Pilgrims would get tattoos with the date to commemorate their journey to the Holy Land. If they returned, they would add the date of that year as well. Last year, our mom traveled to Israel and got a tattoo from the Razzouk family, so it made sense that Alex and I would do the same.
The family that gets tatted together, stays together, as they say.
And because Alex is the best big brother, he let me choose which matching tattoo we’d get. I picked the Ichthys – also known as the Jesus fish. Alex, already a big fan of tattoos, was so into the ancient blocks that he got the Jerusalem cross, too. Maybe I’ll get that on my return trip.
This was my first tattoo ever and I am THRILLED with it. Every time I see it, I think of this trip and am reminded of God’s unfailing, unconditional love for me.
4. Walk through Hezekiah’s Tunnel
In the 8th century B.C.E., King Hezekiah needed to protect the water source in Jerusalem from the fast approaching Assyrian army. By creating a 1,750-foot underground tunnel system, he diverted the water source deep into the city.
Today, trekking through Hezekiah’s Tunnel in knee-high water is a must-do when visiting Jerusalem. But be sure to bring a headlight and water shoes. This 30-45 minute walk through a pitch black, shoulder width tunnel is NOT for the claustrophobic, but it is one of the neatest things to do in Israel.
At one point we turned off our lights and felt our way through the pitch black tunnel. Alex was the first one to turn his light back on because he is a huge chicken.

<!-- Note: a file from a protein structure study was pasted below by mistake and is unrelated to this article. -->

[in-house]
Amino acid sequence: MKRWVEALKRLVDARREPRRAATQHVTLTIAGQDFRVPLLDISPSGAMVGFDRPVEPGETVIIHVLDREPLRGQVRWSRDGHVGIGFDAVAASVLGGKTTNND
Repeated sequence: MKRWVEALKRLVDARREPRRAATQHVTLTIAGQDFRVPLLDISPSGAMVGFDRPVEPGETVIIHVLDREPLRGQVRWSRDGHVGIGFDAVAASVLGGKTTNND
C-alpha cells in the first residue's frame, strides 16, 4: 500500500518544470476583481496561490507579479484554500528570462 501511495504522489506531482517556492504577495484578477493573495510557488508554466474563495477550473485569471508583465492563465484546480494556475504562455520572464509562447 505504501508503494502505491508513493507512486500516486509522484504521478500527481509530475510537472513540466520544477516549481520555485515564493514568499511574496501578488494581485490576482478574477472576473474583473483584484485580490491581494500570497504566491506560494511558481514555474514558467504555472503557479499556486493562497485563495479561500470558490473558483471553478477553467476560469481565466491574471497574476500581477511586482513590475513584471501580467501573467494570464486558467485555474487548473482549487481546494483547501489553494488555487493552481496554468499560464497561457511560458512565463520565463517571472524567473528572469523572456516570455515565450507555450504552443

5. Visit the Western Wall
It’s all fun and games until you really get down to the reason Jerusalem is called the Holy City. And a list of things to do in Israel wouldn’t be complete without a visit to the Western Wall.
The Western Wall in the Old City of Jerusalem sits below the western side of the Temple Mount and is all that’s left of the wall that once surrounded the Jewish Temple’s courtyard. It’s known as the most sacred site for observers of the Jewish faith outside of the Temple Mount itself — and since they aren’t allowed to access the Temple Mount, it serves as the main meeting point and spiritual center for the Jewish people.
Prayers tucked in the cracks of the Western Wall
The wall today marks the literal boundary between Jews and Muslims throughout the Middle East. Men & women are also divided at the Western Wall. Men and married women are expected to cover their heads upon approaching the wall, and to dress conservatively. When departing, the custom is to walk backwards to show respect for the sanctity of the place.
6. Cruise on the Sea of Galilee
I wanted to add “walking on water” to my list of things to do in Israel, but as it turns out, that miracle is no longer in service.
Instead, we sailed at sunset for an evening of worship and teaching with the Sea of Galilee Worship Boats. For me, it was mind-blowing to sit in the middle of the sea where Jesus walked on water and where the disciples spent their time fishing. Even if you’re not religious, it’s still a must-do.
Would you swim in the Dead Sea or get a tattoo from Razzouks? Did I miss any other must-do activities in Israel? Let me know in the comments!